5th wheel trailer was 1 ft longer, 2" wider and 900lbs heavier.
10 mpg ball hitch Travel Trailer, 20 ft, 3,500 lbs, 10.5 ft high
13 mpg 5th wheel trailer, 21 ft, 4,400 lbs, 10.5 ft high, 2 inches wider
17 mpg without trailer
17 mpg is more than 40% better than 10mpg

.....
Posted By: StirCrazy on 12/20/16 12:51am
my experience was similar to a couple.
towing old travel trailer (29 foot, 7500 lbs) with my 99 7.3I got about 11.4 mpg.
same truck a month later with a new 38-foot, 5th wheel 11,500 lbs trailer I got 15.7 mpg. exact same trip route. As mentioned the more aerodynamic front end of the 5th and being closer to the truck cab makes only one drag zone instead of two with the typical ball hitch travel trailer.


------------

From your spreadsheet what answer do you get for

1. total weight: 11,000 lbs ( 4,990 kg )

--- (tow vehicle, 2 people (400lbs), bags (400lbs), misc stuff (120 lbs), trailer ( 6,000lbs)


2. Coefficient of drag for tow vehicle: 0.25

3. Coefficient of drag for trailer: 0.55

4. area of front of tow vehicle: 25 square ft ( 2.31 sq meters )

5. area of front of trailer: 76.5 sq ft ( 7.124 sq meters = 2.60m x 2.74m)

6. speed: 56 mph ( 90 k/h )
This is good anecdotal data and you are correct about the energy requirement. I lean towards the 50% loss in range. Because the CT is extremely aerodynamic it will be more sensitive to increased drag than an F150 when pulling a blocky trailer.
 

CappyJax

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Sure, in the real world it is hard to sense slight altitude changes.
The real world example given here were for round trip over the same roads so any change would mostly be canceled out.

But you make assumptions when you did the Cybertruck towing 14,000 lbs will be 2,000 wh/mi
You did not inform the forum readers of all these caveats then.

What are all the assumptions you used?



More ad hominem attacks.

I could make similar attacks but I will let facts & science do the work.

You made all these assumptions when you used this supposedly fancy spreadsheet to do an estimate for the Cybertruck but now you say it is too difficult to make reasonable assumptions for real world examples that all forum readers have access too.

I guess forum readers should infer that the assumptions you used for the Cybertruck were not reasonable.



I am not disputing there will be some variances but you are the one that now throws out that there are all types of mitigating factors when your original 2,000 wh/mi answer did not mention any of them.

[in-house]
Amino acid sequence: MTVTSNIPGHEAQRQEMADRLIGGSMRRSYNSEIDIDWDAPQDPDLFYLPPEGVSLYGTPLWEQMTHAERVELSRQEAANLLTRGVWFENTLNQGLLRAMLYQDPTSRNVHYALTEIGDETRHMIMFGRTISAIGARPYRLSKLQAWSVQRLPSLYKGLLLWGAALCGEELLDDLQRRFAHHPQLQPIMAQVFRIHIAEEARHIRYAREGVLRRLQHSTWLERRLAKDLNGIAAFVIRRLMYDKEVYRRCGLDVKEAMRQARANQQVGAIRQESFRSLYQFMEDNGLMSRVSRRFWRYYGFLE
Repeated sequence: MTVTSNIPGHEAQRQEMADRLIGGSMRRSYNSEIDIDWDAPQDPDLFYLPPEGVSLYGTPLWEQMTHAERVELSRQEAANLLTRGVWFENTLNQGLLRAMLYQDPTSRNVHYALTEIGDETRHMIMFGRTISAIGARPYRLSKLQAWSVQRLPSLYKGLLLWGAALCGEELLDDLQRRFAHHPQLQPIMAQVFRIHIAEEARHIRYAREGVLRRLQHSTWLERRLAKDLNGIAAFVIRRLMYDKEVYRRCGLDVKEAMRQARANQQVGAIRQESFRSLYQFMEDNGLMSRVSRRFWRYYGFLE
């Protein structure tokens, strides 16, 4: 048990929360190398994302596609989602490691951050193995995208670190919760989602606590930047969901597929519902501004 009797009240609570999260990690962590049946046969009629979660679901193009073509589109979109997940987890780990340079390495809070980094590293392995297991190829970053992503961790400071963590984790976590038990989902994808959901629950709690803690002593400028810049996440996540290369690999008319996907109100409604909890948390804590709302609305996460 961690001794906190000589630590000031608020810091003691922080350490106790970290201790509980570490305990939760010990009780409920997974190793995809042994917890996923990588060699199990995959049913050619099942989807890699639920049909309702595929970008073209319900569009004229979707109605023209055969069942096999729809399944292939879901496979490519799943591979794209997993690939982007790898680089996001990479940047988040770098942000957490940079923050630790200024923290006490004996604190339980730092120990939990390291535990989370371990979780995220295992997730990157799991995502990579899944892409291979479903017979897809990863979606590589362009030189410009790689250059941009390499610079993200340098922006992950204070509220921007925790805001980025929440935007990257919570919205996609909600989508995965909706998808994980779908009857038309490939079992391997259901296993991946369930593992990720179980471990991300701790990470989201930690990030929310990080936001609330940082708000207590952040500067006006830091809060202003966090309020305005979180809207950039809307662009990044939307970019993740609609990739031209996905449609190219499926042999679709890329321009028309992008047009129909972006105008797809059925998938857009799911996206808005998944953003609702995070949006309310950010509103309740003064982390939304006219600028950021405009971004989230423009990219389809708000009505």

Your Cybertruck towing 14,000 2,000 wh/mi estimate is worthless since your spreadsheet does not give results close to typical real world trips without vetted & validated spreadsheet.

assumptions to use with Cybertruck towing 14,000lbs and other real world examples
steady speed 55 mph
altitude: sea level
level U.S. highway with normal speeds of 55-80mph (no hills, no mountains)
no stop & go traffic
no wind
moderate temp 70F

Are they other types of materially significant assumptions you made with Cybertruck towing 14,000 lbs 2,000 wh/ni estimate but did not tell us.

Here are some real world examples that would tell us about reliability of the spreadsheet

real world example 2
Tesla Model X LR+, 100 kwh, 5,421 lb (2,459 kg), 350 miles range
2018 Airsteam Bambi 22', 4,500lbs, 55mph, 489 wh/mi

real world example example 3
1. total weight: 11,000 lbs ( 4,990 kg )
--- (tow vehicle, 2 people (400lbs), bags (400lbs), misc stuff (120 lbs), trailer ( 6,000lbs)
2. Coefficient of drag for tow vehicle: 0.25
3. Coefficient of drag for trailer: 0.55
4. area of front of tow vehicle: 25 square ft ( 2.31 sq meters )
5. area of front of trailer: 76.5 sq ft ( 7.124 sq meters = 2.60m x 2.74m)
6. speed: 56 mph ( 90 k/h )

real world example 4
2017 Ford F-350 Gross weight 9900 lbs 15-17 mpg, 8-10 mpg towing ( 50% loss when towing)
2019 Grand Design Reflection 312BHTS 37ft GVWR 11,295 trailer
Height 11' 8" ( 3,556 mm )
Width 8' ( 2,438 mm )

I suspect you will not give us answers to these real world examples because the answer would show your spreadsheet does not work.

A spreadsheet that does not provide entire source so it can be vetted and is not validated against real work examples is worthless.
I am done arguing with you. You can educate yourself if you want, or you can just keep playing the fanboi. You can't change physics with wishful thinking.
 

ericpdb2

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There are sound rumors from Tesla workers about a possible Quad-Motor Super Performance Cybertruck model capable of insane maneuvers. Anyone have any thoughts?

IF Quad motor makes the CT faster and increases the range I will gladly pay the incremental cost over the Tri Motor I have reserved. It is excessive. I welcome more excess. I am old and scrimped for decades to have fun in retirement. I WANT a 4 motor CT with rockets. NOW.
 

CappyJax

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Guys..Guys!...Aren't we here to make constructive comments for our upcoming awesome vehicle? If you wanna get into a Cyber-Fight, go to social media! Here are welcomed only CT's brothers & Sisters.
This thread has been dead for over a week. Why are you trying to stir shit up?